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Current Gerontology and Geriatrics Research
Volume 2017 (2017), Article ID 4104802, 6 pages
https://doi.org/10.1155/2017/4104802
Research Article

The Relationship between Locomotive Syndrome and Depression in Community-Dwelling Elderly People

1Department of Rehabilitation, Osaka Kawasaki Rehabilitation University, 158 Mizuma, Kaizuka, Osaka 597-0104, Japan
2Department of Orthopedic Surgery, Wakayama Medical University, 811 Kimiidera, Wakayama 641-8510, Japan
3Department of Strategic Surveillance for Functional Food and Comprehensive Traditional Medicine, Wakayama Medical University, 811 Kimiidera, Wakayama, Wakayama 641-8510, Japan

Correspondence should be addressed to Misa Nakamura

Received 5 January 2017; Revised 5 March 2017; Accepted 15 March 2017; Published 5 April 2017

Academic Editor: Fulvio Lauretani

Copyright © 2017 Misa Nakamura et al. This is an open access article distributed under the Creative Commons Attribution License, which permits unrestricted use, distribution, and reproduction in any medium, provided the original work is properly cited.

Abstract

Locomotive syndrome (LS) is a concept that refers to the condition of people requiring healthcare services because of problems associated with locomotion. Depression is a major psychiatric disease among the elderly, in addition to dementia. The purpose of this study was to determine the association between LS and depression. The study participants were 224 healthy elderly volunteers living in a rural area in Japan. LS was defined as scores ≥ 16 on the 25-question Geriatric Locomotive Function Scale (GLFS-25). Depression was defined as scores ≥ 5 on the 15-item Geriatric Depression Scale (GDS-15). Height and body weight were measured. The prevalence of LS and depression was 13.9% and 24.2%, respectively. Compared with the non-LS group, the LS group was older, was shorter, had a higher BMI, and had higher GDS-15 scores. Logistic regression analysis showed that participants with GDS-15 scores ≥ 6 had higher odds for LS than those with GDS-15 scores < 6 (odds ratio [OR] = 4.22). Conversely, the depression group had higher GLFS-25 scores than the nondepression group. Participants with GLFS-25 scores ≥ 5 had higher odds for depression than those with GLFS-25 scores < 5 (OR = 4.53). These findings suggest that there is a close relationship between LS and depression.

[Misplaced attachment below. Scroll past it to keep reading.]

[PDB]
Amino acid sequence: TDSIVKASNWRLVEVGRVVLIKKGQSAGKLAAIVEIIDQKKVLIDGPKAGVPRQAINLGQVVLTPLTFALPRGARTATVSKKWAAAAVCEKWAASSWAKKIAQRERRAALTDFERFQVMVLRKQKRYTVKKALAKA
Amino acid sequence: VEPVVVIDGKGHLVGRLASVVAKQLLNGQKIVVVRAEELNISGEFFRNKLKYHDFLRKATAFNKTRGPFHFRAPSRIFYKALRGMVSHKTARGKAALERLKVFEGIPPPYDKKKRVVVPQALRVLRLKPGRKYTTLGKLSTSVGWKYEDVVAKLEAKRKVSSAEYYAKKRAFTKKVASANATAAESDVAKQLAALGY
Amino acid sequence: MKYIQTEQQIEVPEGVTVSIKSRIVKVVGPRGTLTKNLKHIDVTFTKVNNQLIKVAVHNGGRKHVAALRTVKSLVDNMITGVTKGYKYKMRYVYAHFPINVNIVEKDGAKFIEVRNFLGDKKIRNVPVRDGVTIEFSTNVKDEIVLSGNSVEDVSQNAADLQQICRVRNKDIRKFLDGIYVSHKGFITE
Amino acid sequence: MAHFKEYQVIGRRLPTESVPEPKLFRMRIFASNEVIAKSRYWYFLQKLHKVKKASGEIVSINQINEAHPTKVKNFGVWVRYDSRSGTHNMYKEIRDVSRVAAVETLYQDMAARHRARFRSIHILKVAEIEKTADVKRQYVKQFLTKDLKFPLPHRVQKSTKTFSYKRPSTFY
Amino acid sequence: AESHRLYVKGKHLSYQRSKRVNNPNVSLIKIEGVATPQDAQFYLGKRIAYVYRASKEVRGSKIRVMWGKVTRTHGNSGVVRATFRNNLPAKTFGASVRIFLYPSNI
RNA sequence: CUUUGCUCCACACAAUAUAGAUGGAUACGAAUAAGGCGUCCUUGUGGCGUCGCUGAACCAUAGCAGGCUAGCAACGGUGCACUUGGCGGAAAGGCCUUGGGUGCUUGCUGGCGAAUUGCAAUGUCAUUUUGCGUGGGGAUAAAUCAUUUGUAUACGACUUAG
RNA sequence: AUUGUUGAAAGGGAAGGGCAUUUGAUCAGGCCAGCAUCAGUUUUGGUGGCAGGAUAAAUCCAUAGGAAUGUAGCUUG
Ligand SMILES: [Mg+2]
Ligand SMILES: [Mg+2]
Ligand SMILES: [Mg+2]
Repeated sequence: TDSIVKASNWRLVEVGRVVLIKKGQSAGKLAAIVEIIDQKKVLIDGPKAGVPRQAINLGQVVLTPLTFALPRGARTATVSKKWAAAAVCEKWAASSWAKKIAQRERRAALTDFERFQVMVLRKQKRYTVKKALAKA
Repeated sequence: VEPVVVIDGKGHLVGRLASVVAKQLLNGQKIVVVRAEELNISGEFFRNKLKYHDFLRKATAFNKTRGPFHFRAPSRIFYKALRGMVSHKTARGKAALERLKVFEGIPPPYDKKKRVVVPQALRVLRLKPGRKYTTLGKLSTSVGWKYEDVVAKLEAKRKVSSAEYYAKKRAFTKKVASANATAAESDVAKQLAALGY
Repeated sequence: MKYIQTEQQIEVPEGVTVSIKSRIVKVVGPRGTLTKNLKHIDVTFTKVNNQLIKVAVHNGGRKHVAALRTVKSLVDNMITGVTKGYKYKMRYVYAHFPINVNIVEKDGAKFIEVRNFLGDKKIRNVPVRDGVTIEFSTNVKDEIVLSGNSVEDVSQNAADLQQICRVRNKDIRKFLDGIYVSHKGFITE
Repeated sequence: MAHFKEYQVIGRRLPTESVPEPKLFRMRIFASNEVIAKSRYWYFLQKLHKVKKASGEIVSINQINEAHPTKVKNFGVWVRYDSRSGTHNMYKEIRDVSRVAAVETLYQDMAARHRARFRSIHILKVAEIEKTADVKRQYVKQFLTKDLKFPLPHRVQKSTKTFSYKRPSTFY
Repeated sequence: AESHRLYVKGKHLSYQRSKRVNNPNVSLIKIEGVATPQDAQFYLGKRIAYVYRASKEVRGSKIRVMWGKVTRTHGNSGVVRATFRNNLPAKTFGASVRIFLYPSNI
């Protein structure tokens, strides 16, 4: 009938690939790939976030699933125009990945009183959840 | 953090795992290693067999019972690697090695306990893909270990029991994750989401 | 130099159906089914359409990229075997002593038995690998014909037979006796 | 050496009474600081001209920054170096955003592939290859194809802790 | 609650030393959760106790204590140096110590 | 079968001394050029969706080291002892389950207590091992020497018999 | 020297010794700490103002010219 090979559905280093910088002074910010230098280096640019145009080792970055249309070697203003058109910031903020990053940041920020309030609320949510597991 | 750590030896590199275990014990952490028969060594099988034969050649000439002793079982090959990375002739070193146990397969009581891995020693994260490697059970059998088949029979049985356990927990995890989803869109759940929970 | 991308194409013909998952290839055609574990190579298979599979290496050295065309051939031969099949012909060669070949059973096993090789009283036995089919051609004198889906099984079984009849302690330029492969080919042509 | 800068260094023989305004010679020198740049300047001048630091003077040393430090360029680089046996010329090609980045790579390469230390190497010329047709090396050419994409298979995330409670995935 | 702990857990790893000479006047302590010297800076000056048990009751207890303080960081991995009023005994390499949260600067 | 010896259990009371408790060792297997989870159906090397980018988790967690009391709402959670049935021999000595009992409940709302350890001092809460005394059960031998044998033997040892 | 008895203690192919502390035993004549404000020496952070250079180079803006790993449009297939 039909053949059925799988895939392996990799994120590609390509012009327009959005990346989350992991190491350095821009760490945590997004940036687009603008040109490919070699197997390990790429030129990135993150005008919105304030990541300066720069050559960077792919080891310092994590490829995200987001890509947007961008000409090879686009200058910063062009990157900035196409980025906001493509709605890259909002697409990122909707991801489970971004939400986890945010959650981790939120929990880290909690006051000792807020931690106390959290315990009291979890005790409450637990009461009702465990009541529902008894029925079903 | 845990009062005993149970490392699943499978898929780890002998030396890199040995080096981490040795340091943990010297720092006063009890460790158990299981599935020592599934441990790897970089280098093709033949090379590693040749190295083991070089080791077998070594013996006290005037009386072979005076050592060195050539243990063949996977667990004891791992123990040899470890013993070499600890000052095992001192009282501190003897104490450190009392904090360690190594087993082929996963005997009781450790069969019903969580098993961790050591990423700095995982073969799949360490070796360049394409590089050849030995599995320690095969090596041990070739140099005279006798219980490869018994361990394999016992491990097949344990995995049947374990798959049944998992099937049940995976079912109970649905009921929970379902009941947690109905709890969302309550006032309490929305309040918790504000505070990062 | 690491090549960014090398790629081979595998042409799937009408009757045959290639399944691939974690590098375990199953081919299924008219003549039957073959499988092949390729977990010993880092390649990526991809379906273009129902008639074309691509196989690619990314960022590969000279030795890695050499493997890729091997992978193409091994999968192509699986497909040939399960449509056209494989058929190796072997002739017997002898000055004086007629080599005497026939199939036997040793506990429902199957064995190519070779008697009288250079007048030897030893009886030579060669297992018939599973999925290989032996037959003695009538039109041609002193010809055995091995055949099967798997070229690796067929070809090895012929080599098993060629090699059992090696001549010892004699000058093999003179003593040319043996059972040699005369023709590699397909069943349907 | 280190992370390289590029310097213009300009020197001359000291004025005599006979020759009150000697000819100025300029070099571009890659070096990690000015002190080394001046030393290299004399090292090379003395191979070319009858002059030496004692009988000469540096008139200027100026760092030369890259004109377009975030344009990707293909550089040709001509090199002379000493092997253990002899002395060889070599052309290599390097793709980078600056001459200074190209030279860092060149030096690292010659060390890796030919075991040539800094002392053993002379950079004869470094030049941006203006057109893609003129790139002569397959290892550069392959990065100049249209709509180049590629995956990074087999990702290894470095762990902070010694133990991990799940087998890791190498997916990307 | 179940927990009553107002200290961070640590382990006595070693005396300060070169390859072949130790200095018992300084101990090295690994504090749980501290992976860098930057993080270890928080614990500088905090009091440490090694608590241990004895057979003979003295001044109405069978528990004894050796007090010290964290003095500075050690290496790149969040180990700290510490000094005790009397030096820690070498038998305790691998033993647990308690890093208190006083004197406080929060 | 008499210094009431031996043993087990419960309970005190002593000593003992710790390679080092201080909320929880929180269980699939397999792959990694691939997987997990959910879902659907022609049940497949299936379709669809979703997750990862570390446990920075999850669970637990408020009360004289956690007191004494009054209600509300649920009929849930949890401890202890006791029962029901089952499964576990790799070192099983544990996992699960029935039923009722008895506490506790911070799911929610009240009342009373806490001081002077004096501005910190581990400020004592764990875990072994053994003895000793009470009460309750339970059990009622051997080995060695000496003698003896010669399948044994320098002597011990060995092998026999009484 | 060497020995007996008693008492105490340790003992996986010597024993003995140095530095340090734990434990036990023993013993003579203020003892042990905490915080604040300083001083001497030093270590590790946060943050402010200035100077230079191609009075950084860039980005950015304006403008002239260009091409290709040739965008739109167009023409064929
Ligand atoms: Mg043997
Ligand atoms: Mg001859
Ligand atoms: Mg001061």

1. Introduction

In our worldwide aging society, it is important that elderly people maintain physical and mental function to avoid health problems. Depression late in life is one of the most common mental disorders in old age [1]. According to research on community-dwelling older adults, the proportion of individuals reporting depressive symptoms ranges from 2.8% to 35% [2]. Depression in the elderly is a serious risk factor for becoming bedridden and requiring long-term care and is closely related to falls, as well as both quality of life (QOL) and activities of daily living (ADL) [3, 4]. In fact, it is reported that the death rate of people with depression is 1.8 times that of nondepressed people [5]. There is therefore an urgent need for medicine and social policy to find ways of reducing and preventing depression in older adults in the community.

Motor function decreases with aging, which also leads to a decrease in ADL and QOL. There is a close relationship between the physical activity level of elderly living in the community and their health-related QOL [6, 7].

Previous studies on depression and physical function of the elderly have reported that mental health is better with higher physical activity [8]. Furthermore, the higher the level of physical activity in middle age, the lower the degree of depression in older age [9, 10]. Many studies have also reported that exercise is efficacious in reducing depressive symptoms in older people [11].